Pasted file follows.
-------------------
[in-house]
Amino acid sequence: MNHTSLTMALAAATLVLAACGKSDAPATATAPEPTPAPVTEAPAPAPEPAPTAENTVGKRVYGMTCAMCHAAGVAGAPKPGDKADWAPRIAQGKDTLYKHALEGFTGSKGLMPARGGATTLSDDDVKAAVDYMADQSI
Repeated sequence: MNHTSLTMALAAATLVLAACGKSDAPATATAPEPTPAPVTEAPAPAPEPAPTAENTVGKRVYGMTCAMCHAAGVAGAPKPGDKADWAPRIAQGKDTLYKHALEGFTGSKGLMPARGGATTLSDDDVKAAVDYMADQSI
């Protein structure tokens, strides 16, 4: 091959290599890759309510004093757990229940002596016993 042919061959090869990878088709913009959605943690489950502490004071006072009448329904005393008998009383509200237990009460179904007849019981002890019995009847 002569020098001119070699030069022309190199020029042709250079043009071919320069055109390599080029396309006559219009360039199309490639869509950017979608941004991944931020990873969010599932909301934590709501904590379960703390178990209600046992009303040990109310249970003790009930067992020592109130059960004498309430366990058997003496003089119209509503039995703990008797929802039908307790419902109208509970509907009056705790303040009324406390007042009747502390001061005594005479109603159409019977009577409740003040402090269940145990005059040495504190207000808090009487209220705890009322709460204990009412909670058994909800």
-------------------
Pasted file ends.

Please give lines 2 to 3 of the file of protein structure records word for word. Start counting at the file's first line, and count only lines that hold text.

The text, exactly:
Amino acid sequence: MNHTSLTMALAAATLVLAACGKSDAPATATAPEPTPAPVTEAPAPAPEPAPTAENTVGKRVYGMTCAMCHAAGVAGAPKPGDKADWAPRIAQGKDTLYKHALEGFTGSKGLMPARGGATTLSDDDVKAAVDYMADQSI
Repeated sequence: MNHTSLTMALAAATLVLAACGKSDAPATATAPEPTPAPVTEAPAPAPEPAPTAENTVGKRVYGMTCAMCHAAGVAGAPKPGDKADWAPRIAQGKDTLYKHALEGFTGSKGLMPARGGATTLSDDDVKAAVDYMADQSI